Desoxyn should not be taken when a person is suffering from medical condition such as glaucoma, heart disease, hypertension or any history of heart attack and stroke as it would cause severe allergic reaction and other adverse effects.

Effects of Methamphetamine

Methamphetamine brings positive and negative effects in the person’s health. First, it suppresses the symptoms of ADHD and alters the mood of a depressed person. It also creates a pleasurable feeling and most of the times; it increases euphoria and content to the person who regularly takes it. The downside occurs when a person starts to abuse meth, such as taking it beyond normal dosage and mixing it with other drugs.

Most of the people who are into meth medication can also get addicted to the drug despite not doing it intentionally. The addictive effects of meth prompted doctors to prescribe the drug only when very necessary. Although, some meth addicts have simply started out as meth patients, they are still at risk for the adverse effects of meth on health.

Methamphetamine poses high risk for physical disorientation and psychological damage as part of its long term effects. Anyone who is found to be positive through methamphetamine drug testing shall be dealt with according to law unless the person undergoes necessary meth medication.

Signs & Symptoms of Methamphetamine Abuse

There are many ways to detect whether or not a person has recently abused meth. These signs and symptoms may even be used as grounds for methamphetamine drug testing. It can also be done if a suspected person is involved with life threatening instances.

The following are physical signs of abusing methamphetamine.

  • Hyperactivity
  • Dilated pupils
  • Dry mouth
  • Flushing
  • Anorexia

The following are symptoms of methamphetamine abuse.

  • Euphoria during the first few minutes after administration
  • Increase in libido
  • Headache
  • Hypertension or hypotension
  • Insomnia
  • Numbness
  • Anxiety
  • Hallucinations
  • Dizziness
  • Palpitations
  • Tremors
  • Arrhythmias

Withdrawal symptoms may include the following:

  • Fatigue
  • Depression
  • Increased appetite
  • Agitation
  • Hypersomnia
  • Suicidal ideation

Adverse Effects of Methamphetamine

Abusing methamphetamine brings a variety of adverse effects in the body. Health practitioners have always cautioned teenagers regarding the recreational use of methamphetamine. A person who abuses meth for a long time is at risk of developing severe physical and mental dysfunction that can last for a lifetime.

A person who is under meth medication is also at risk for addiction. The perilous side effects of abusing methamphetamine include psychological damage, physical damage, genetic effects, and meth mouth. Abrupt stoppage to meth abuse is dangerous as well. Medical doctors are careful in inducing other drugs to fight off meth addiction since it also causes severe withdrawal symptoms.

Brain Damage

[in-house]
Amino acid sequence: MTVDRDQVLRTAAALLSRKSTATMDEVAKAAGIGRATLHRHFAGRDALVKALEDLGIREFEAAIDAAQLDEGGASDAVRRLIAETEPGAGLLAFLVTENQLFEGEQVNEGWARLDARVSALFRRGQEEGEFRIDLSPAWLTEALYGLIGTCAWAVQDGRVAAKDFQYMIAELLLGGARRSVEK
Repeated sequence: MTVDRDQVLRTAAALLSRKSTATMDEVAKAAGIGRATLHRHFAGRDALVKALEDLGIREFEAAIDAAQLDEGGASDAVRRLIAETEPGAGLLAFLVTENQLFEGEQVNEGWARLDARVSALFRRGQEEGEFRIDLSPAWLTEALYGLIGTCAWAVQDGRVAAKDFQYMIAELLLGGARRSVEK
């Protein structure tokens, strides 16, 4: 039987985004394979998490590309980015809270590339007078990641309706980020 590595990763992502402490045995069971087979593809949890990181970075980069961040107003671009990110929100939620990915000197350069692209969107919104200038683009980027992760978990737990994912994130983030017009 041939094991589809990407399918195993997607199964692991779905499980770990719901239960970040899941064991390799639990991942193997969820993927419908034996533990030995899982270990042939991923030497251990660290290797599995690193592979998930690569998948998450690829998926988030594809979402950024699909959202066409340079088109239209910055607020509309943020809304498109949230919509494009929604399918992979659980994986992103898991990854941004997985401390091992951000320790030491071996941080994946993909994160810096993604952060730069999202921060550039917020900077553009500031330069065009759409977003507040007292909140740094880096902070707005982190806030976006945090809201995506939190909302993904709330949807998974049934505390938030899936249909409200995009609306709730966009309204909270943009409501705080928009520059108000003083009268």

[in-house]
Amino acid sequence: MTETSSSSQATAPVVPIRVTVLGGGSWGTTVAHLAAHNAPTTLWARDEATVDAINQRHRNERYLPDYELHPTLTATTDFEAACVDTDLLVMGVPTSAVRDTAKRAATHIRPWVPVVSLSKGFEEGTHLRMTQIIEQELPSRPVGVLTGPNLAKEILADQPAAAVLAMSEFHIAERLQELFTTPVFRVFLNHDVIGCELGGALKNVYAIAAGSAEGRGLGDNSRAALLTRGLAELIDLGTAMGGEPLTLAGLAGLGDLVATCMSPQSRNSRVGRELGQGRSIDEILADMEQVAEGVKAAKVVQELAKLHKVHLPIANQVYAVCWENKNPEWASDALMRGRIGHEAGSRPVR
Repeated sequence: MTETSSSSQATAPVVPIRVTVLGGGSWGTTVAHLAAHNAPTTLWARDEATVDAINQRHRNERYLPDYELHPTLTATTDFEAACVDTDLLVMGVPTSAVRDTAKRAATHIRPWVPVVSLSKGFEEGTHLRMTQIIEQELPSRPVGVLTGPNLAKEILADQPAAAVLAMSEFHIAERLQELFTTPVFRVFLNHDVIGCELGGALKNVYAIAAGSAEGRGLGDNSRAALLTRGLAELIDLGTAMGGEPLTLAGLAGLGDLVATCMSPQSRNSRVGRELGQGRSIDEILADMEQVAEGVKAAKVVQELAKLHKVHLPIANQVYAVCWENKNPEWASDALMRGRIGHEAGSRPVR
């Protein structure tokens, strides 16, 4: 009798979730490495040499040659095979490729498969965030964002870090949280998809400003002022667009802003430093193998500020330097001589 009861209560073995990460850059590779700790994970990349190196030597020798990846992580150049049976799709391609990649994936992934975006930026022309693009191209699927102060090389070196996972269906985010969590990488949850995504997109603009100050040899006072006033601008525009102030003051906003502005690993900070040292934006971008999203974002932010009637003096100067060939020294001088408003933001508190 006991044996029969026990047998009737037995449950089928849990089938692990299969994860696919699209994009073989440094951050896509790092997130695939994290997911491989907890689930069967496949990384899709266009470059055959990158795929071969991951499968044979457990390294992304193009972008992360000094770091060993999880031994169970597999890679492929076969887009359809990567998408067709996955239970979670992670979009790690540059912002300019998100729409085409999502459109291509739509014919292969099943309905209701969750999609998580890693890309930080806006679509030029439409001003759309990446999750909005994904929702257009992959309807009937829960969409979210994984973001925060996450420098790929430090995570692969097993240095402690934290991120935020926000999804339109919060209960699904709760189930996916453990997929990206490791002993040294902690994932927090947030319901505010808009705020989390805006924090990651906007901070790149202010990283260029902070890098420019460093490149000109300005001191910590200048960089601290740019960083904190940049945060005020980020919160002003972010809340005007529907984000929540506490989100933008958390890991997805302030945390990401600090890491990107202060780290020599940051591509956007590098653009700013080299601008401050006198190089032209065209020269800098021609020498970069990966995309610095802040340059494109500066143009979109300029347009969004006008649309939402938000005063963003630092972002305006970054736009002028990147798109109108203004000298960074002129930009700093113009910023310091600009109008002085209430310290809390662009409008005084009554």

Abusing meth changes the significant functions of the brain, one of which focuses on the alteration of dopamine activity. Dopamine plays a significant role in reward, motivation, and experience of pleasure motor function of the brain. However, when a person abuses meth, it disturbs the normal function of dopamine in the brain. This disturbance increases the release and reduces the uptake of dopamine in the brain, which causes the level of chemicals to rise. This instance intensifies the feeling of happiness known as euphoria.

When this happens over and over again, a person may soon experience reduced motor skills and verbal clarity. It also causes psychosis, a condition wherein a person starts to see extreme hallucination and vivid dreams, flashback of memories, and paranoia. By then, a person may also experience severe memory loss due to brain damage.

Physical Damage

Prolonged addiction to methamphetamine causes blockage in the blood vessels. This instance may cause damage to the significant functions involved in the circulatory system, which may lead to heart attack and stroke.

A person who is abusing meth also looks malnourish and very untidy. In terms of physical features, meth can make a person look anorexic and flushing while the eyes look bloodshot and sunken dark. It can also cause harmful effects to the vital organs.

Genetic Effects

Newborn babies are at risk for genetic effects especially when a mother abuses meth during pregnancy. Methamphetamine drug testing on pregnant mother shows that meth is absorbed by the bloodstream and then passes through the placenta to the fetus. The drug is also secreted to the breast milk. According to studies, infants born with mothers in this condition develop physical deformities and malformation. They also have smaller gestational age compared to normal babies.

Meth Mouth

Methamphetamine abuse causes advanced tooth decay to addicts. According to the American Dental Association, meth mouth is caused by a poor personal hygiene as a result to meth addiction. Frequent meth use along with the consumption of carbonated beverages also cause bruxism or teeth clinching. This causes teeth to weaken and crack easily.

Sexually Transmitted Diseases

Meth increases sexual desire, which lures abusers to engage in unplanned sexual activities. According to studies, HIV has been a recurring disease among bisexuals who engage into anal intercourse. Likewise, infected men who engage in sexual intercourse with women transmit the disease sexually and even cause sores, as well as abrasions due to prolonged sexual activity.

Group abusers who use and manipulate a common needle during intravenous abuse are also at risk for blood borne diseases, such as hepatitis A and B and HIV.

Treatment Options for Methamphetamine Abuse

Treating methamphetamine addiction takes a great deal of effort for it is typically a complicated and lengthy process. Patients cannot expect a quick treatment for methamphetamine, otherwise, it may result into severe withdrawal symptoms such that of a detox method.

Doctors may suggest treatment options that involve taking some other drugs such as Bupropion, Aripripazole, and Baclofen. They focus on treating the symptoms of addiction, as well as its withdrawal symptoms but not the entire addiction itself.

Treating meth addiction can also be a combination of drug infusion therapies and cognitive-behavioral interventions. Addicts who are sent into rehab are prescribed with drugs that treat the symptoms of addiction. They are enrolled into programs that involve individual and group counseling, which may help minimize aggressive behaviors and assist addicts to their full recovery.